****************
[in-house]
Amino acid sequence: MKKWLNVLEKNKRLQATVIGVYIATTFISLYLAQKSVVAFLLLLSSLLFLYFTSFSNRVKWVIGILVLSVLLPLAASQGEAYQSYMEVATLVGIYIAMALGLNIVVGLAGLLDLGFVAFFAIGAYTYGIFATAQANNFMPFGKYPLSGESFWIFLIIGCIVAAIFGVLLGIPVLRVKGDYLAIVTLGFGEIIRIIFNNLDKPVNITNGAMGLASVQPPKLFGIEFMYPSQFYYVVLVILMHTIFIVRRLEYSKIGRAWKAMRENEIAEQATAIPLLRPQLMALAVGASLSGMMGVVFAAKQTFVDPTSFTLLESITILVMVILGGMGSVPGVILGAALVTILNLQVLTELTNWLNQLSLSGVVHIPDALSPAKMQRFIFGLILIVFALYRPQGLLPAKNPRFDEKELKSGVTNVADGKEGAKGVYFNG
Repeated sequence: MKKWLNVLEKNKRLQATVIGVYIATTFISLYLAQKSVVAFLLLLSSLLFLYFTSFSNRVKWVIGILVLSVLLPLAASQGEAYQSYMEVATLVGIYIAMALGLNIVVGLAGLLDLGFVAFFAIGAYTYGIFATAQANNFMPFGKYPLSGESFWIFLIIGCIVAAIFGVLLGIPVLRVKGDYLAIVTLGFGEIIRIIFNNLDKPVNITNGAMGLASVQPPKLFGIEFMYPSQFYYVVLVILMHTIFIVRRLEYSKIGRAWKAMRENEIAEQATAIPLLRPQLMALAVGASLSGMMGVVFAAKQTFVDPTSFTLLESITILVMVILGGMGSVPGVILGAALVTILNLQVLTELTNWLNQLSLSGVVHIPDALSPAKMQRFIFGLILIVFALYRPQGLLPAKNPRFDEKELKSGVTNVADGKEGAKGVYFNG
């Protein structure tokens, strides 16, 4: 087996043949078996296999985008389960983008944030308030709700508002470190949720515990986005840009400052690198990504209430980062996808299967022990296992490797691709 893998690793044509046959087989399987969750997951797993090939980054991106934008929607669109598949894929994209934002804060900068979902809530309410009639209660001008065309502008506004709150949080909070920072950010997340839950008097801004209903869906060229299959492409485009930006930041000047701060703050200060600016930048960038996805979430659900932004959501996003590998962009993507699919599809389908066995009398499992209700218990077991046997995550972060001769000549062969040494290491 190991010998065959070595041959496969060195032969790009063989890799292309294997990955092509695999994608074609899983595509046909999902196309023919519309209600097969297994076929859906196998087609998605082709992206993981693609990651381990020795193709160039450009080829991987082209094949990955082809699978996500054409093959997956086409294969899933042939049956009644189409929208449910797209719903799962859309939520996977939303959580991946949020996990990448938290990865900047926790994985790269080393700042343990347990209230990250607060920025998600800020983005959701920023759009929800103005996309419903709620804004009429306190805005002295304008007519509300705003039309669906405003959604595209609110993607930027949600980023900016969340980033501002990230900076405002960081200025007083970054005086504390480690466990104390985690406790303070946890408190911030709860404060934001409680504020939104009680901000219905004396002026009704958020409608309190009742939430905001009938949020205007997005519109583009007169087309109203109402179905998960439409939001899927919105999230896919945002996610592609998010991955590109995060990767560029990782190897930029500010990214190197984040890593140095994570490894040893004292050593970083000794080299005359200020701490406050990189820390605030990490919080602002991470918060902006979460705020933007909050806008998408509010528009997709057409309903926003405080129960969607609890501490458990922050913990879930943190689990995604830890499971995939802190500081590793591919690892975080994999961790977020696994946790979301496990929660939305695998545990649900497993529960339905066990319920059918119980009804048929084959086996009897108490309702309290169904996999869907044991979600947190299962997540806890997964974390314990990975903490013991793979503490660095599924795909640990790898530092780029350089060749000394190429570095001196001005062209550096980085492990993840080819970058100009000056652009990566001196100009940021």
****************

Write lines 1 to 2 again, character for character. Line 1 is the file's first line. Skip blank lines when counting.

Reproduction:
[in-house]
Amino acid sequence: MKKWLNVLEKNKRLQATVIGVYIATTFISLYLAQKSVVAFLLLLSSLLFLYFTSFSNRVKWVIGILVLSVLLPLAASQGEAYQSYMEVATLVGIYIAMALGLNIVVGLAGLLDLGFVAFFAIGAYTYGIFATAQANNFMPFGKYPLSGESFWIFLIIGCIVAAIFGVLLGIPVLRVKGDYLAIVTLGFGEIIRIIFNNLDKPVNITNGAMGLASVQPPKLFGIEFMYPSQFYYVVLVILMHTIFIVRRLEYSKIGRAWKAMRENEIAEQATAIPLLRPQLMALAVGASLSGMMGVVFAAKQTFVDPTSFTLLESITILVMVILGGMGSVPGVILGAALVTILNLQVLTELTNWLNQLSLSGVVHIPDALSPAKMQRFIFGLILIVFALYRPQGLLPAKNPRFDEKELKSGVTNVADGKEGAKGVYFNG